Background: The improvement of quality of life gains increasing importance for the judgement of operative techniques. Besides the commonly used mechanical substitutes or bioprostheses for aortic valve replacement, the interest in the Ross procedure is growing. The aim of the study was to compare the quality of life after the Ross procedure with that after mechanical aortic valve replacement with two different anticoagulation regimes (self-management or conventional therapy). Methods and results: Clinical, echocardiographic and quality of life investigations (SF-36) were performed in patients with mechanical aortic valve replacement and self-management of anticoagulation (group A, n=20) or conventional anticoagulation therapy (group B, n=20) and in patients after the Ross procedure (group C, n=20). The mean ages were 59.5 ± 9.2 (group A), 61.2 ± 8.1 (group B) and 59.3 ± 9 years (group C). Significantly lower values of quality of life (SF-36) were observed in group B compared with group A (5 of 9 subtests) and with group C (6 of 9 subtests) and also in the physical and mental health sum scales. Conclusion: In this study the quality of life in patients after the Ross procedure and similarly after mechanical valve replacement and self-management of anticoagulation is superior to the quality of life after mechanical valve replacement and conventional anticoagulation.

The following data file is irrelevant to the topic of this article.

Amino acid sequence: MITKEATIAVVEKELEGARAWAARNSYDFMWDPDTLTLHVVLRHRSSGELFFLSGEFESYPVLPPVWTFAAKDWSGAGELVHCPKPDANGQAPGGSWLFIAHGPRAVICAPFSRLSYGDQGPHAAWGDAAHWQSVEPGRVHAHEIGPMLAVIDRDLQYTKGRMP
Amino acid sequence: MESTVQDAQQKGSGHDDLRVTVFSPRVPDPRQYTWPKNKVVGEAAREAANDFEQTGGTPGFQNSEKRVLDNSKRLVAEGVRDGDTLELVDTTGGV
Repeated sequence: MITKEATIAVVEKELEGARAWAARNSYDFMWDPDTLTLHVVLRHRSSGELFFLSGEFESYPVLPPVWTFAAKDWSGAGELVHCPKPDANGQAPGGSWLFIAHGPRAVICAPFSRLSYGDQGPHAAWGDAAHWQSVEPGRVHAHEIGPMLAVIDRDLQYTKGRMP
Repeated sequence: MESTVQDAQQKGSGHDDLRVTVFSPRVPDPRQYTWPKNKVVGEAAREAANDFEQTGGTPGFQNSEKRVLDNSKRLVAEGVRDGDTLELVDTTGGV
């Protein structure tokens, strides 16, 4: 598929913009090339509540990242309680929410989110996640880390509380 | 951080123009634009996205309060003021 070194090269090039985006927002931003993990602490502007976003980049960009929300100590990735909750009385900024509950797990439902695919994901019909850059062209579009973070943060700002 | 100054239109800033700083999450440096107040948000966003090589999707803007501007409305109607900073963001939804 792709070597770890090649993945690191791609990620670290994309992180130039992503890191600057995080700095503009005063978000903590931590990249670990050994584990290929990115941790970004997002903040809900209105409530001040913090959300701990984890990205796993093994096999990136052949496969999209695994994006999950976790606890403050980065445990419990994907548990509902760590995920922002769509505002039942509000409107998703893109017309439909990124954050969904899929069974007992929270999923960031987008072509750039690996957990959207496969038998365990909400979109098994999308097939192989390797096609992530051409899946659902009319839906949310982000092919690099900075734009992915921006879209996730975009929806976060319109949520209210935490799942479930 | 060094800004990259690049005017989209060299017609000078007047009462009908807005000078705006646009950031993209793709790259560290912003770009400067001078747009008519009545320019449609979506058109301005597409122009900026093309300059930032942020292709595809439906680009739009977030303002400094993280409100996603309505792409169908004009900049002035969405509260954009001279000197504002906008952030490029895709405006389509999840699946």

|Translated title of the contribution||Quality of life after aortic valve replacement - Anticoagulation self-management or conventional therapy in mechanical prostheses versus pulmonary autograft|
|Journal||Zeitschrift fur Kardiologie|
|Number of pages||7|
|Publication status||Published - 2001|